Installing Laminate Flooring, Where to Start

Where is the Best Place to Start the Laminate Flooring?

When installing laminate flooring, knowing where the floor is going to end may determine where you will start the installation.

Lets say your starting on one side of your living room and on the other side you have ceramic tile where your going to end your flooring. Your going to want the laminate flooring to be parallel with the ceramic tile, if the laminate runs off at an angle there it can look really bad.

What I do is measure from the wall I'm starting from over to the ceramic tile, first at one end and then the other. If there is a big difference I adjust my laminate on the starting wall. (move one side in or out) To make it more parallel with the tile.

Where laminate meets up to ceramic tile installation

When installing laminate flooring I have to decide where I want it to be parallel, the wall can be way off sometimes in relation to the ceramic tile. So if that wall is going to be mostly covered with furniture, you may have to let the laminate be unparalleled at the wall where it wouldn't be as noticeable, it would be more noticeable at the tile.

You may ask why don't I just start at the tile instead? You could but it can be harder to keep your floor from shifting around. Starting on a wall allows you to use your spacers and this helps to keep the flooring from moving around as much.

Installing Laminate Flooring in Hallways

Most often when installing laminate in hallways, I would say the preferred direction is to lay the laminate the length of the hallway rather than side to side. Laying it the length of the hallway tends to make the hallway look longer.

Where to start laminate installation

On the other hand you may want the laminate to be installed the length of a long living room, but the hallway may connect to the side of the living room and this would mean the laminate in the hallway will end up going side to side. I have heard of some installers changing the direction of the hallway where it meets the living room but I don't like the way this looks. I have never done this.

There is really no right or wrong direction to install the laminate. It is what you prefer. I have had clients that wanted the laminate to run side to side in their hallway.

When you install the laminate lengthwise down the hallway, you want to look down the hallway and see the laminate run straight down the hall rather then angle off to one side or the other.


There is a lot of talk about the way the light shining in from a window or sliding glass doors looks on laminate flooring. I see where people say that the light should shine down the length of the laminate rather than across the joints.

Again I don't think there is a wrong or right way concerning this. It is a matter of your own preference.

Scribing the first row

Before starting, one of the first things you need to know when installing laminate flooring is the width of the base board or 1/4 round your going to install to cover the expansion gap. Base board and 1/4 round come in various thicknesses. I will always cut a small sample to use as I'm laying the floor to make sure I don't leave too big of a gap.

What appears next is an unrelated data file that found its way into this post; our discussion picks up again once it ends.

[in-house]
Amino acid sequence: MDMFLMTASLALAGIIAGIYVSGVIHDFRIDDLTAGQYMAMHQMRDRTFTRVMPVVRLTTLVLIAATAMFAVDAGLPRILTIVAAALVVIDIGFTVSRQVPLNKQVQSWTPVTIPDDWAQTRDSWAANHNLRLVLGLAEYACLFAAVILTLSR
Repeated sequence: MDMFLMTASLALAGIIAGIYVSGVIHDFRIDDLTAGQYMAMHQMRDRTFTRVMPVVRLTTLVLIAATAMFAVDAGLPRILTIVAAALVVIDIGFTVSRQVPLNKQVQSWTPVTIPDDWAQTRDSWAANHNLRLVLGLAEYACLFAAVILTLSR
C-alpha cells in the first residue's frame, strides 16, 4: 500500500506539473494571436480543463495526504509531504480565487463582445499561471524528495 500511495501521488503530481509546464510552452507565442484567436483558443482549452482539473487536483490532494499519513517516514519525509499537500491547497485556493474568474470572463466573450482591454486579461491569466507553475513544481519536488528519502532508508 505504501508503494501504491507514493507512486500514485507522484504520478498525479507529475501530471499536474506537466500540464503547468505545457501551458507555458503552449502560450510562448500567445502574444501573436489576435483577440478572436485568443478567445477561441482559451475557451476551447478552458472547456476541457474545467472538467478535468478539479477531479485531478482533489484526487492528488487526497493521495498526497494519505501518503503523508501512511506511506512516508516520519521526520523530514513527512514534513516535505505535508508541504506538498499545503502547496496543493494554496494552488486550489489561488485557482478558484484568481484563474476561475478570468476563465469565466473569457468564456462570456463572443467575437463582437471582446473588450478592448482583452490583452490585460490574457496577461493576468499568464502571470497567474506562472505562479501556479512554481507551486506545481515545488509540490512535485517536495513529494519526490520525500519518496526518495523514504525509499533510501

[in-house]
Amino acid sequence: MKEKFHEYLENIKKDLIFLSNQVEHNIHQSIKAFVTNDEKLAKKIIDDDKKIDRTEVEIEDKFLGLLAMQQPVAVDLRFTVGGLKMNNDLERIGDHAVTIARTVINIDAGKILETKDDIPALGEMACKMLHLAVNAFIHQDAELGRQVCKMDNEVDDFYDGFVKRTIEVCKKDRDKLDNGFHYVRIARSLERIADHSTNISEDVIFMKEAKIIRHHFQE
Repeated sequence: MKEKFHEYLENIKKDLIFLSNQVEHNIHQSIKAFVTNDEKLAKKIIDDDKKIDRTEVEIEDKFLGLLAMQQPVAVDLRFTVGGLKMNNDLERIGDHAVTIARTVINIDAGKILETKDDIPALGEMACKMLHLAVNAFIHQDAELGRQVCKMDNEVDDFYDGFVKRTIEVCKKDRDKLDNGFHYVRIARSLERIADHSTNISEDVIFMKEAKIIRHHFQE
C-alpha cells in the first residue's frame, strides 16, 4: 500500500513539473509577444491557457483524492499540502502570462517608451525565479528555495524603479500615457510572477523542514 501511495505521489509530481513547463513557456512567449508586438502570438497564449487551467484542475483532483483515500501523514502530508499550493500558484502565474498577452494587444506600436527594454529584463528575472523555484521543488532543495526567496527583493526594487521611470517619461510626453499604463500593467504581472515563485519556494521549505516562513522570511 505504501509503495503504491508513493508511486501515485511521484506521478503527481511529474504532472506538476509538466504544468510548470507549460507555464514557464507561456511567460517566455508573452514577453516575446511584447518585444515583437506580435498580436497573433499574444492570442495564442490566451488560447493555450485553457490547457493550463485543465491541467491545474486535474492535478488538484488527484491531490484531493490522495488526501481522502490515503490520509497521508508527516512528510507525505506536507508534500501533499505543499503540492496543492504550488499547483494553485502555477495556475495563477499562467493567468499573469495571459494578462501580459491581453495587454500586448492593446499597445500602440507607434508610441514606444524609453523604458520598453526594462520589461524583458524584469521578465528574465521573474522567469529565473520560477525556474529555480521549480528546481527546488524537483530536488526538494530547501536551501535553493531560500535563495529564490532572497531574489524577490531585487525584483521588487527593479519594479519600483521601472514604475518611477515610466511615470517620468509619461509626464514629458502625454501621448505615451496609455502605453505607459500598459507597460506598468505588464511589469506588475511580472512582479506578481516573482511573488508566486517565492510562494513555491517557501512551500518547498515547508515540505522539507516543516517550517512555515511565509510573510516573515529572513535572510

More often then not the wall where your starting on is not always perfectly straight. When homes are built making a straight wall isn't a high priority. The walls tend to curve in or out. Scribing is the process of making your first row of flooring to follow the contour of the wall.

Try Angie's List!

Say the first row you lay is where you want it at both ends but the wall bows in 3/4 of an inch in the center. This 3/4 inch gap is too big to cover with the base board, so the gap needs to be smaller.

This is where you need to scribe to know how much should be cut off. The easiest way to scribe is to use a compass. Set the compass at the width of the 3/4 inch space and follow the wall from one end to the other marking the laminate. Make sure the laminate is the right distance from the wall at either end.

Scribing Swiftlock laminate flooring along base board

Scribing Swiftlock laminate flooring from Lowes along baseboard

Another simple way to scribe is to use a small piece of wood to use as a guide for a pencil. Just slide the small piece of wood along the wall with a pencil as in this photo. This will transfer the shape of the wall to the laminate flooring. Now you cut along this line so it will follow the contour of the wall. I like to use a jig saw to do this. A table saw tends to bind up if there is too much of a curve.

Return to DIY Installation Page From Installing Laminate Flooring 

Return to Home Page


Try Angie's List!
  • Calculate Area Needed For The Correct Amount Of Laminate Flooring
  • Calculating how Much and What Types of Laminate Flooring Trim and Transition Molds you Need
  • Floor Preparation, Not Always The Fun Part But It Has To Be Done
  • How to Measure for Baseboard or Quarter Round
  • Installing Laminate at Sliding Glass Doors
  • Under Cutting Door Jambs, Jamb Saws
  • Cutting Angles When Installing Laminate Flooring
  • Where to Start when Installing Laminate Flooring
  • Cutting Laminate to Fit around Corners
  • Installing the First Row of Laminate
  • Installing the Last Row of Laminate
  • joomla counter